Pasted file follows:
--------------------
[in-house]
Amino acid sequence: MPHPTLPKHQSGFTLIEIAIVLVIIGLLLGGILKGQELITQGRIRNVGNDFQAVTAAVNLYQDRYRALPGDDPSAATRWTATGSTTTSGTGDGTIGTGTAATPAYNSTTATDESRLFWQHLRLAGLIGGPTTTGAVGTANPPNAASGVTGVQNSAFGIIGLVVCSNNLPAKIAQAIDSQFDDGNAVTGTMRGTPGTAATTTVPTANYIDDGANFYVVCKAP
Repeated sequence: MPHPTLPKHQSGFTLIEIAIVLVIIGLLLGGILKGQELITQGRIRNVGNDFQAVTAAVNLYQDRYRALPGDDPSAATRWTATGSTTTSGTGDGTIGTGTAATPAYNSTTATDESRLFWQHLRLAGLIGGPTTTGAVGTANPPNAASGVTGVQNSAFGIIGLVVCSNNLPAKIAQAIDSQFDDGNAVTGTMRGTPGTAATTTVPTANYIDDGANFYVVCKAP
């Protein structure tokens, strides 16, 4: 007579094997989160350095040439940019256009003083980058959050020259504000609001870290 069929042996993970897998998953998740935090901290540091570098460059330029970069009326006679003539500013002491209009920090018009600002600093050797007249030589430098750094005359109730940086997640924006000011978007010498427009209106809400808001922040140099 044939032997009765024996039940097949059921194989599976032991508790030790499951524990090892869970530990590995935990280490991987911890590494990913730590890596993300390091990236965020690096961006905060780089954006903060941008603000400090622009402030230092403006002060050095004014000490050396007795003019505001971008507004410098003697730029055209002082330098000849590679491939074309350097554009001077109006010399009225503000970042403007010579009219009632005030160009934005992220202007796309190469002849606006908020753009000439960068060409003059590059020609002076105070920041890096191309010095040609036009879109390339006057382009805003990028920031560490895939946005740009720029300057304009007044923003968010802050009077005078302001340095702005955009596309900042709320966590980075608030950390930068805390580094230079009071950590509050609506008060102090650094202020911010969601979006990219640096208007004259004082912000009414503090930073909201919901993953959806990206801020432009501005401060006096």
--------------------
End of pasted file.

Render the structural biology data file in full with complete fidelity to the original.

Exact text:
[in-house]
Amino acid sequence: MPHPTLPKHQSGFTLIEIAIVLVIIGLLLGGILKGQELITQGRIRNVGNDFQAVTAAVNLYQDRYRALPGDDPSAATRWTATGSTTTSGTGDGTIGTGTAATPAYNSTTATDESRLFWQHLRLAGLIGGPTTTGAVGTANPPNAASGVTGVQNSAFGIIGLVVCSNNLPAKIAQAIDSQFDDGNAVTGTMRGTPGTAATTTVPTANYIDDGANFYVVCKAP
Repeated sequence: MPHPTLPKHQSGFTLIEIAIVLVIIGLLLGGILKGQELITQGRIRNVGNDFQAVTAAVNLYQDRYRALPGDDPSAATRWTATGSTTTSGTGDGTIGTGTAATPAYNSTTATDESRLFWQHLRLAGLIGGPTTTGAVGTANPPNAASGVTGVQNSAFGIIGLVVCSNNLPAKIAQAIDSQFDDGNAVTGTMRGTPGTAATTTVPTANYIDDGANFYVVCKAP
């Protein structure tokens, strides 16, 4: 007579094997989160350095040439940019256009003083980058959050020259504000609001870290 069929042996993970897998998953998740935090901290540091570098460059330029970069009326006679003539500013002491209009920090018009600002600093050797007249030589430098750094005359109730940086997640924006000011978007010498427009209106809400808001922040140099 044939032997009765024996039940097949059921194989599976032991508790030790499951524990090892869970530990590995935990280490991987911890590494990913730590890596993300390091990236965020690096961006905060780089954006903060941008603000400090622009402030230092403006002060050095004014000490050396007795003019505001971008507004410098003697730029055209002082330098000849590679491939074309350097554009001077109006010399009225503000970042403007010579009219009632005030160009934005992220202007796309190469002849606006908020753009000439960068060409003059590059020609002076105070920041890096191309010095040609036009879109390339006057382009805003990028920031560490895939946005740009720029300057304009007044923003968010802050009077005078302001340095702005955009596309900042709320966590980075608030950390930068805390580094230079009071950590509050609506008060102090650094202020911010969601979006990219640096208007004259004082912000009414503090930073909201919901993953959806990206801020432009501005401060006096």